To make sure the shared keys didn't slow people down when writing an email, the 7100-series includes trainable software that makes educated guesses at what word your trying to type at any given time. I had a hard time getting used to it. Even harder to use were the extremely tiny SEND and END buttons. Finding them with my thumb during single handed operation was significantly more difficult than finding the equivalent buttons on regular cell phones. Just having SEND and END buttons however was a step up from the 7200-series devices, which lacked those buttons altogether.
It wasn't long before I put the phone down. But I saw a lot of other people using them and began to think that maybe I was misjudging the device. That was until I started asking some of those other people. Most of those who had experienced a full QWERTY thumbboard had the same thing to say: that the software that guesses what words they're trying to type is pretty accurate but not accurate enough. For them, this meant that as they were typing their emails, they had to keep glancing that the display to make sure the 7100 was guessing correctly and it was that constant looking away from the keyboard to double check what they were typing that slowed them down. With the dedicated thumbboards found on every other Blackberry, this is something that users never have to worry about. Case closed on the 7100. At least for me.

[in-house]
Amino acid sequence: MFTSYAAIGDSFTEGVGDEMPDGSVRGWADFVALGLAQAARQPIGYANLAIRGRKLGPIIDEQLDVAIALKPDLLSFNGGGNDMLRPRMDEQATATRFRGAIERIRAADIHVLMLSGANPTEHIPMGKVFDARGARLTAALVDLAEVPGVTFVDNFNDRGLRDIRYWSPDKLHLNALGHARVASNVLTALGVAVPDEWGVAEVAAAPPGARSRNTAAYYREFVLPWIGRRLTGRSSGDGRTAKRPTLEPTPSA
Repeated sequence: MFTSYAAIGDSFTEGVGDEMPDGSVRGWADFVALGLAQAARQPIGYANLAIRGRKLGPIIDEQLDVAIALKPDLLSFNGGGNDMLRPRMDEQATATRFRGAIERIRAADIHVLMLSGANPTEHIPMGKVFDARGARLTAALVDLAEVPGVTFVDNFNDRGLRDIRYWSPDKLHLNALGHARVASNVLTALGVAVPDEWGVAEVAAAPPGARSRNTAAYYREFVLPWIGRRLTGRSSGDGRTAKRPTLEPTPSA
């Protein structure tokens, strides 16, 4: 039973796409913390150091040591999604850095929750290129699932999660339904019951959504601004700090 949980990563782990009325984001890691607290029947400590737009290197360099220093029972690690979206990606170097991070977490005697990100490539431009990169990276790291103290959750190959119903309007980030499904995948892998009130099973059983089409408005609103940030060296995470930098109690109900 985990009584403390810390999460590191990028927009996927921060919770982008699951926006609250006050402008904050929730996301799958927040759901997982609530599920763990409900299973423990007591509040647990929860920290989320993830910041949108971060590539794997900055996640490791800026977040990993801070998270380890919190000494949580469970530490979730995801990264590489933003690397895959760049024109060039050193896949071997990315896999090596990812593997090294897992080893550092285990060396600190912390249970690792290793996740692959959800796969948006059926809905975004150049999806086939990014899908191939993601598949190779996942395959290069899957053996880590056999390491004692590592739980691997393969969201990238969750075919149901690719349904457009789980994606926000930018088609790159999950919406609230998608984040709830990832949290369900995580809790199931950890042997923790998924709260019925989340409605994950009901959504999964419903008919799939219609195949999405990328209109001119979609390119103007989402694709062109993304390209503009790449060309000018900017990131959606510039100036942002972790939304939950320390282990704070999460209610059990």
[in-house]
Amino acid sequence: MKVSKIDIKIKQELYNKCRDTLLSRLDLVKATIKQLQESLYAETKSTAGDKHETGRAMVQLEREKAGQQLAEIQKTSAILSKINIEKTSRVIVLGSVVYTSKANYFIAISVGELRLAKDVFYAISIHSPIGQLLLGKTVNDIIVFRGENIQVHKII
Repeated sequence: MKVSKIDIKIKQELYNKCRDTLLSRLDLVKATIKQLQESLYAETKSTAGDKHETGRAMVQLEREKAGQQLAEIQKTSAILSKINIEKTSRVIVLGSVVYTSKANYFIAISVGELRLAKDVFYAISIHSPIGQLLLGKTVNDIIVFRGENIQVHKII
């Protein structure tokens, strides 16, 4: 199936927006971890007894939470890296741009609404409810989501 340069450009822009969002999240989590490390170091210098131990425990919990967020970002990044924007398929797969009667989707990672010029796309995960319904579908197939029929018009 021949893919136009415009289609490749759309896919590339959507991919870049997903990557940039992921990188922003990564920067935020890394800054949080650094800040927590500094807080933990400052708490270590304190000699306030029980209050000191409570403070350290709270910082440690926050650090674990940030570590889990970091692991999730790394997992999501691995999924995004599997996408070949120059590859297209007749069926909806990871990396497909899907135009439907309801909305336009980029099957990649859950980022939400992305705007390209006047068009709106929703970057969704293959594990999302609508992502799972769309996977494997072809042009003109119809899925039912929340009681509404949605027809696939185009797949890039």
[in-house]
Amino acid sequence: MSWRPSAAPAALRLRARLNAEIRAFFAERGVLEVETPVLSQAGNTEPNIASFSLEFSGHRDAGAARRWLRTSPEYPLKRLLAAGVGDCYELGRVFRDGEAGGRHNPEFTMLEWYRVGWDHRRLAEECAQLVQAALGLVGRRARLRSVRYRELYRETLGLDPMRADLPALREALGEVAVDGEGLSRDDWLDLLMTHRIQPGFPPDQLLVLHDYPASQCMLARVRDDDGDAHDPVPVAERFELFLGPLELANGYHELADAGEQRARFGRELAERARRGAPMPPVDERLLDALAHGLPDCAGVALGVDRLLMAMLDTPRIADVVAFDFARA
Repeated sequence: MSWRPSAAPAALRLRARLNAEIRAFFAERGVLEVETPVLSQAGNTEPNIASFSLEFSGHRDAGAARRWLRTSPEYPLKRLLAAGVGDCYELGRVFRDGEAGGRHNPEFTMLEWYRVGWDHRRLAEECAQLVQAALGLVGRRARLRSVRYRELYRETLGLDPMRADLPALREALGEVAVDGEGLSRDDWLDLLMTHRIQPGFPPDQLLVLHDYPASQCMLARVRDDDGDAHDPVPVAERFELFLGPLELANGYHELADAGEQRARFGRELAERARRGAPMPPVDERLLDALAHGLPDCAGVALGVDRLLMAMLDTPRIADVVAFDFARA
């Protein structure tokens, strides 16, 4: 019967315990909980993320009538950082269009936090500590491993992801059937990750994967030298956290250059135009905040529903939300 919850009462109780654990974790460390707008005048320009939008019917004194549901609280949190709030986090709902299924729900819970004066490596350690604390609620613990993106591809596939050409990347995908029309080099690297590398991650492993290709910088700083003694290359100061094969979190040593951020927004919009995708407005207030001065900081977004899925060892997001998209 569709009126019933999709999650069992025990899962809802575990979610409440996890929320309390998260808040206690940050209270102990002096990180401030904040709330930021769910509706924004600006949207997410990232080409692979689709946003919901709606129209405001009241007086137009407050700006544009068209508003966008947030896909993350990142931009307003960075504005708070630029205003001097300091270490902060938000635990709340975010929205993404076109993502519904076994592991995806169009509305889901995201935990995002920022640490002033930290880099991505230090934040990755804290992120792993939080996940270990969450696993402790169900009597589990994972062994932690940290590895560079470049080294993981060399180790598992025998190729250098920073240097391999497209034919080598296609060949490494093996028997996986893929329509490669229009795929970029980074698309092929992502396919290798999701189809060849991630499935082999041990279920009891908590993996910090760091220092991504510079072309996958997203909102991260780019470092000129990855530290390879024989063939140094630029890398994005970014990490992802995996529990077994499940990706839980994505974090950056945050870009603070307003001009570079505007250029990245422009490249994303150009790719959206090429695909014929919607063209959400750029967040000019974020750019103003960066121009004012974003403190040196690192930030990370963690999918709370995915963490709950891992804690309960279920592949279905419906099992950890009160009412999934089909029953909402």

Then, RIM came out with the 8700c. When RIM co-CEO Mike Lazaridis showed it to me, he was very excited about the new platform it represented. Because of how the payload in terms of chips (silicon) was far less than previous designs, they could squeeze more functionality and a more brilliant display into a smaller form factor than the traditional BlackBerries without sacrificing the full thumbboard. It seemed like the best of both worlds. Sort of candy-baresque but with the full thumbboard. But look at the picture (above) that shows how much width the 8700 saved over the older 7200 series. It's barely a sliver if you ask me and, regardless of whether you're holstering this device on your belt or putting it in your pocket, that savings in size isn't going to make a buy or break difference. Especially when I consider what that little bit of savings in width did to the keyboard.
As the photo that compares the 8700 to the 7200 (right) shows, the keys on the 8700 are larger and closer together. The 8700's layout is also in the shape of a smile as opposed to the 7200's frown. This is bad news good news. The bad news is that with the bigger keys that are closer together (a more urban layout if you will), it's harder to press the key that you want to press without pressing the wrong key by mistake. Like with the difference in the old and new Thinkpad keyboards, I would have never noticed this had I not had both devices right in front of me.